I received a message not long ago from a 73-year-old woman named Lynette who made a fantastic point, one that I had not thoroughly considered. Through sharing her story, she presented the importance of women being able to protect themselves, not only so they can remain physically safe, but also so they can remain legally safe and potentially protect the men in their lives. How? An armed and trained woman does not have to depend on someone else. She does not have to wait for help or wait while a husband, father or loved one takes responsibility for protection and defense. Additionally, a woman may not have to face the same harsh review and criticism in court that a male counterpart might encounter under the same or similar circumstances.
Here’s what Lynette had to say:
“In the 1970s, I was living in San Diego, California, with my then-husband David when we heard glass break in the spare bedroom of our home. David jumped up and grabbed my .22 rifle to protect me. I froze because I was nude and had no idea what to do. My husband shot the burglar after the man swung a screwdriver at him. The burglar then ran off down the alley and died.
“After the incident, we were in fear that David would go to jail, and it was very close. It didn’t seem to matter that the man he shot was a burglar who had broken into several homes. The defense that eventually saved my husband was that he was in fear for our lives when that burglar violently swung at him.”
Undoubtedly, the experience was very frightening for Lynette. After the crime, she got her concealed carry permit as soon as she could. But Lynette mentally struggled with her actions — and lack thereof — during the attack.
“I was appalled that I’d frozen,” she said. “But I knew why it had happened. I was in a situation I’d never thought I would be in. Since that time, I’ve made a point of imagining myself in the same and other threatening situations and thinking through what I would do. I refused to be afraid. I knew I had to prepare to deal with fear, especially if my son was threatened.”
Time passed, and Lynette eventually found herself in another state with a different husband and a grown son. Unfortunately, she’d let her concealed carry permit lapse. “And I found myself in another unsafe situation,” she explained. “I was in a parking lot preparing to cross the street to go into a church for exercise class when a ruckus occurred. I was completely unprepared — again. A 77-year-old woman was getting out of her Prius when a young man jerked opened her door and demanded her car keys. She said in amazement, ‘Huh?’ Again, he demanded, ‘Give me your keys!’ In a daze, she reached for her purse, and when she reached inside, the man pulled out a pistol and pointed it at her. Notice that he did not show the gun until she reached into her purse. Bad people fear that you will be carrying in your purse.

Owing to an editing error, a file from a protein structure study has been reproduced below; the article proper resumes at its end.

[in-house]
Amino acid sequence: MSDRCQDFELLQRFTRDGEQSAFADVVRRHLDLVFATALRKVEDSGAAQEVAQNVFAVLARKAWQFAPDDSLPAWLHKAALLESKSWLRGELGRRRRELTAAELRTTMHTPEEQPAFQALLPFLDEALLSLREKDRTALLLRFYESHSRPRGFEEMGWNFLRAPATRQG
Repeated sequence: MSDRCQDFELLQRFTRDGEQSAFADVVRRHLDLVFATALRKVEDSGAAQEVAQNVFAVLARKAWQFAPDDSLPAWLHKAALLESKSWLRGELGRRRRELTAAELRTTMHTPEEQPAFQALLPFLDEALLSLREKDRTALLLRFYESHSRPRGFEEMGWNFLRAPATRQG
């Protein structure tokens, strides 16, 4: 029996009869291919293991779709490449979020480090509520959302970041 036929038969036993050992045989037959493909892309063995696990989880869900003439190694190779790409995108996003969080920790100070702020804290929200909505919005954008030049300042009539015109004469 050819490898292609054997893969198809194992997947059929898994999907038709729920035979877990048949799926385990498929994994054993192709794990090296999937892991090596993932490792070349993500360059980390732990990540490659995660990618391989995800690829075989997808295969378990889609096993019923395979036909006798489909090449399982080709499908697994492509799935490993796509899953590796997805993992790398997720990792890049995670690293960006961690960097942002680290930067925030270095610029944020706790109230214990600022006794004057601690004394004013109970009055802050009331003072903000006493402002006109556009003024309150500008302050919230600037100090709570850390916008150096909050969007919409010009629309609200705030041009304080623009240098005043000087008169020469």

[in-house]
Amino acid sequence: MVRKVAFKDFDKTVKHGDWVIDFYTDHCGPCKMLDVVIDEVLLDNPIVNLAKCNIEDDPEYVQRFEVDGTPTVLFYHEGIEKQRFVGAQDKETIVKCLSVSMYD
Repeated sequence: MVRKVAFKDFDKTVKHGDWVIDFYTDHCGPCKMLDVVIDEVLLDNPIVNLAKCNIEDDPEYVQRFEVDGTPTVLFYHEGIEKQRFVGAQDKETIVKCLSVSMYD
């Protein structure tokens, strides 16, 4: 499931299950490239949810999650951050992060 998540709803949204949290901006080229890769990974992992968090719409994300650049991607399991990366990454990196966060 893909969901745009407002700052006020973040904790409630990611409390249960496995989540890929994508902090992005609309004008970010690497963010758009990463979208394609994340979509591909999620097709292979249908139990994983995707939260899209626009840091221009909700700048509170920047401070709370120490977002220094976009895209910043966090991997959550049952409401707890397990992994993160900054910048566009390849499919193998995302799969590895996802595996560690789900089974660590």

“Happily, this woman was not hurt. One of the custodians at the church saw what was happening and called the police. They later caught the criminal just a few blocks away. He claimed he was ‘only trying to get home to mama,’ who lived a couple of states away.
“Needless to say, I got my permit to carry as quickly as I could. It was an easy decision for me because I’d been in the military, the Navy Reserves. And I was raised to see myself as a protector, not someone who would have to be rescued. Think of the books and movies you’ve seen and how you see yourself. I was raised on watching Roy Rogers, Gene Autry and western heroes who righted wrongs.
“But there was another important reason for me to get my carry permit. My husband is a fine man, generous to a fault. And I figured two things. While he would try to defend me, that might not be the best idea. I’m a tough old woman even though I look like a 5-foot-3, white-haired little old lady who could be easily knocked over. I’ve got to stop an attacker because I am fragile. I’ve broken bones, and getting knocked down will break more. I know police will not arrive before I am hurt. And I’ll be dang-blasted if I will live in fear.
“And while that is important, there is a second aspect to consider. If my husband has to shoot a burglar or someone who sees me as a ‘little old lady,’ the police will look more carefully at him. They may think he could have done something else. They would probably see me as justifiably defending myself when threatened. And the same goes for my son, and even more so. Since he is big and musclebound, they will look more critically at him if he ever uses a firearm.”
Lynette definitely has a point, and I hope it encourages everyone to be prepared — physically, mentally, legally and financially — if we ever have to use a firearm in self-defense. As Lynette asks, “Ladies, are you going to defend your men or just let them go through the courts because it is easier to do nothing?”